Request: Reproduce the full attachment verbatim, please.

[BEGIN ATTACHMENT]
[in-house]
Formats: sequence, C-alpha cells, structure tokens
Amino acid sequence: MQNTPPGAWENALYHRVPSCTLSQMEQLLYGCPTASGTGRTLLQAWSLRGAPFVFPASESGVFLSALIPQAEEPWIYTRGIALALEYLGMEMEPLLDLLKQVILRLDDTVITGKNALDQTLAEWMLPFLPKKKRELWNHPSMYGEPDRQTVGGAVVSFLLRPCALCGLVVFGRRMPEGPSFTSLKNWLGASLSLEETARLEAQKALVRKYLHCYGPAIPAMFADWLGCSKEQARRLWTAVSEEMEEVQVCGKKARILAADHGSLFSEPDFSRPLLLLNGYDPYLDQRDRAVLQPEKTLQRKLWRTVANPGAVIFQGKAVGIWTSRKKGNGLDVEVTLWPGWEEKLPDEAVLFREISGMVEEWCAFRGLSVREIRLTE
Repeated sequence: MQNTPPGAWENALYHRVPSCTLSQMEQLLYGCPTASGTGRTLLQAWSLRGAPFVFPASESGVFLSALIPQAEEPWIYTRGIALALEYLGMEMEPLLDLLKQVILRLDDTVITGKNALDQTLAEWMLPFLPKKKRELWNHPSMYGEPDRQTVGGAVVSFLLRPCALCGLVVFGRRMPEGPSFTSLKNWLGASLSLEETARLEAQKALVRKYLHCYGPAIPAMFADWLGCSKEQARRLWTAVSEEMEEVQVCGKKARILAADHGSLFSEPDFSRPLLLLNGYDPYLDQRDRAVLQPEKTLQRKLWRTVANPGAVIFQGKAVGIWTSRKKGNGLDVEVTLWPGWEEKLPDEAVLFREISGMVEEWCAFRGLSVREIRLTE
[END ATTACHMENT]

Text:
[in-house]
Formats: sequence, C-alpha cells, structure tokens
Amino acid sequence: MQNTPPGAWENALYHRVPSCTLSQMEQLLYGCPTASGTGRTLLQAWSLRGAPFVFPASESGVFLSALIPQAEEPWIYTRGIALALEYLGMEMEPLLDLLKQVILRLDDTVITGKNALDQTLAEWMLPFLPKKKRELWNHPSMYGEPDRQTVGGAVVSFLLRPCALCGLVVFGRRMPEGPSFTSLKNWLGASLSLEETARLEAQKALVRKYLHCYGPAIPAMFADWLGCSKEQARRLWTAVSEEMEEVQVCGKKARILAADHGSLFSEPDFSRPLLLLNGYDPYLDQRDRAVLQPEKTLQRKLWRTVANPGAVIFQGKAVGIWTSRKKGNGLDVEVTLWPGWEEKLPDEAVLFREISGMVEEWCAFRGLSVREIRLTE
Repeated sequence: MQNTPPGAWENALYHRVPSCTLSQMEQLLYGCPTASGTGRTLLQAWSLRGAPFVFPASESGVFLSALIPQAEEPWIYTRGIALALEYLGMEMEPLLDLLKQVILRLDDTVITGKNALDQTLAEWMLPFLPKKKRELWNHPSMYGEPDRQTVGGAVVSFLLRPCALCGLVVFGRRMPEGPSFTSLKNWLGASLSLEETARLEAQKALVRKYLHCYGPAIPAMFADWLGCSKEQARRLWTAVSEEMEEVQVCGKKARILAADHGSLFSEPDFSRPLLLLNGYDPYLDQRDRAVLQPEKTLQRKLWRTVANPGAVIFQGKAVGIWTSRKKGNGLDVEVTLWPGWEEKLPDEAVLFREISGMVEEWCAFRGLSVREIRLTE